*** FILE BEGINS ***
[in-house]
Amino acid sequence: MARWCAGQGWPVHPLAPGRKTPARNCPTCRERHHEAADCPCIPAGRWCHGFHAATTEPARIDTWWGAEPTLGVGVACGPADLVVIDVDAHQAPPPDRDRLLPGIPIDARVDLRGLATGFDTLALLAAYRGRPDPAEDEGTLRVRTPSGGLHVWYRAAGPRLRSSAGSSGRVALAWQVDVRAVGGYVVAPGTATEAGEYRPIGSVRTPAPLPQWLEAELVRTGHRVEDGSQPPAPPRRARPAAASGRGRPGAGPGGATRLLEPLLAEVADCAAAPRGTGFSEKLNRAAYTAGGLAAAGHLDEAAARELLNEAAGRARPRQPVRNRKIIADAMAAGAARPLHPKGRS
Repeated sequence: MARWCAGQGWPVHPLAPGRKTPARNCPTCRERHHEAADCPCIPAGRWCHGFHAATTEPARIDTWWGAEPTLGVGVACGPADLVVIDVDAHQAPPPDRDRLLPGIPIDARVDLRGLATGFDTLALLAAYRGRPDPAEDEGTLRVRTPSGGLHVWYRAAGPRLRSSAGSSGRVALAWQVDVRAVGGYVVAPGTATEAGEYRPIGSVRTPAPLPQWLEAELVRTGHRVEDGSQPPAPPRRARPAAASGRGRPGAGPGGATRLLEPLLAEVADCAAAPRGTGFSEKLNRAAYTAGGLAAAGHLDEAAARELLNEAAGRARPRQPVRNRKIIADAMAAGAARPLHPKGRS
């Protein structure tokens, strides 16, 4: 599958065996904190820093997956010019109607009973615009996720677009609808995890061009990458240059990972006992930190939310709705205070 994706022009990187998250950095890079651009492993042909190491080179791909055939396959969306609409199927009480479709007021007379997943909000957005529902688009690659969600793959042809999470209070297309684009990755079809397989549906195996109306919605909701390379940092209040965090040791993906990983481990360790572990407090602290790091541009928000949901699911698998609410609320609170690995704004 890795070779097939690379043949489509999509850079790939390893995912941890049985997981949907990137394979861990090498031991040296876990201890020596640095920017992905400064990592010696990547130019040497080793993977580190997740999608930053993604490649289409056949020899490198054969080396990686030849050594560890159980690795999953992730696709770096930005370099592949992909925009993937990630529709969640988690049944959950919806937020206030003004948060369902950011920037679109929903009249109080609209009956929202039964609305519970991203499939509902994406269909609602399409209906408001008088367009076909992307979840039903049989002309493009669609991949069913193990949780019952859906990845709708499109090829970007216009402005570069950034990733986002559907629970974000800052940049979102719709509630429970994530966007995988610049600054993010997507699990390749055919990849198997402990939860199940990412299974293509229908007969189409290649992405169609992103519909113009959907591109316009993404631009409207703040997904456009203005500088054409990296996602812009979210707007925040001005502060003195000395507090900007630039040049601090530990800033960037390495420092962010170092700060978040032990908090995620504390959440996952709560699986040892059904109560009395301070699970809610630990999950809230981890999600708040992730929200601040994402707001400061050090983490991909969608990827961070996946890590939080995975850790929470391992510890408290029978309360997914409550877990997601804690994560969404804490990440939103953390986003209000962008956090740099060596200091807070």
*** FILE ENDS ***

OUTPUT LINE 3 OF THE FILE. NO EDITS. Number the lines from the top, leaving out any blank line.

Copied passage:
Repeated sequence: MARWCAGQGWPVHPLAPGRKTPARNCPTCRERHHEAADCPCIPAGRWCHGFHAATTEPARIDTWWGAEPTLGVGVACGPADLVVIDVDAHQAPPPDRDRLLPGIPIDARVDLRGLATGFDTLALLAAYRGRPDPAEDEGTLRVRTPSGGLHVWYRAAGPRLRSSAGSSGRVALAWQVDVRAVGGYVVAPGTATEAGEYRPIGSVRTPAPLPQWLEAELVRTGHRVEDGSQPPAPPRRARPAAASGRGRPGAGPGGATRLLEPLLAEVADCAAAPRGTGFSEKLNRAAYTAGGLAAAGHLDEAAARELLNEAAGRARPRQPVRNRKIIADAMAAGAARPLHPKGRS